David Bourget (Western Ontario)
David Chalmers (ANU, NYU)
Rafael De Clercq
Jack Alan Reynolds
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Consciousness and Cognition 12 (4):732-751 (2003)
The present study investigated whether infants learn the effects of other persons' actions like they do for their own actions, and whether infants transfer observed action-effect relations to their own actions. Nine-, 12-, 15- and 18-month-olds explored an object that allowed two actions, and that produced a certain salient effect after each action. In a self-exploration group, infants explored the object directly, whereas in two observation groups, infants first watched an adult model acting on the object and obtaining a certain effect with each action before exploring the objects by themselves. In one observation group, the infants' actions were followed by the same effects as the model's actions, but in the other group, the action-effect mapping for the infant was reversed to that of the model. The results showed that the observation of the model had an impact on the infants' exploration behavior from 12 months, but not earlier, and that the specific relations between observed actions and effects were acquired by 15 months. Thus, around their first birthday infants learn the effects of other persons' actions by observation, and they transfer the observed action-effect relations to their own actions in the second year of life.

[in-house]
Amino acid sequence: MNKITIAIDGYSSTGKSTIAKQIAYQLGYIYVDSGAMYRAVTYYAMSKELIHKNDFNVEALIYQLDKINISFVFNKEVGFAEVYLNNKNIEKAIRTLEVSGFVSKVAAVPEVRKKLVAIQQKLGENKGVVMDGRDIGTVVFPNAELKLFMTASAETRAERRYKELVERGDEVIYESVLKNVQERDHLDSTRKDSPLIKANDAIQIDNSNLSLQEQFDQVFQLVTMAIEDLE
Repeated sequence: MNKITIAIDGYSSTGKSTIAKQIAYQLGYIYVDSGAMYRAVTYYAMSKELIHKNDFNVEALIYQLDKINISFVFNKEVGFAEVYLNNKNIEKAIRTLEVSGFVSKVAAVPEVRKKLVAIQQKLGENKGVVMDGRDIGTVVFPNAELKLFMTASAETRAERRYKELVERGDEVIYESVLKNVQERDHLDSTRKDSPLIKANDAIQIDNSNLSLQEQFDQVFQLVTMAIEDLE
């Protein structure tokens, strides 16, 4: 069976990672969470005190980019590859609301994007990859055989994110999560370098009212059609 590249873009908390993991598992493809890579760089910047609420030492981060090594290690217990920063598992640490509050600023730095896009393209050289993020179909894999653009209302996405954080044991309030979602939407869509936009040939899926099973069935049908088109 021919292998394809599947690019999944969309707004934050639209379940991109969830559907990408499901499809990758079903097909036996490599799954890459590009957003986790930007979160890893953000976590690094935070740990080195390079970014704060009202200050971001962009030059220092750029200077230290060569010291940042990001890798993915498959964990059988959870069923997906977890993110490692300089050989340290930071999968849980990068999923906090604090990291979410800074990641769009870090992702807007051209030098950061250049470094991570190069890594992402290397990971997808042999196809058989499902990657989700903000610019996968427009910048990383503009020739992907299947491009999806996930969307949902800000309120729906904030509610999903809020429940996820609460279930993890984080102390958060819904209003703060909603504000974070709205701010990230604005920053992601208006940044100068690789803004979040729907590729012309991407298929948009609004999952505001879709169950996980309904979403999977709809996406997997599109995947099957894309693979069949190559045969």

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Citations of this work BETA
Steven P. Tipper Patric Bach (2007). Implicit Action Encoding Influences Personal-Trait Judgments. Cognition 102 (2-3):151.
Ty W. Boyer, J. Samantha Pan & Bennett I. Bertenthal (2011). Infants' Understanding of Actions Performed by Mechanical Devices. Cognition 121 (1):1-11.
Carmen Weiss, Arvid Herwig & Simone Schütz-Bosbach (2011). The Self in Action Effects: Selective Attenuation of Self-Generated Sounds. Cognition 121 (2):207-218.
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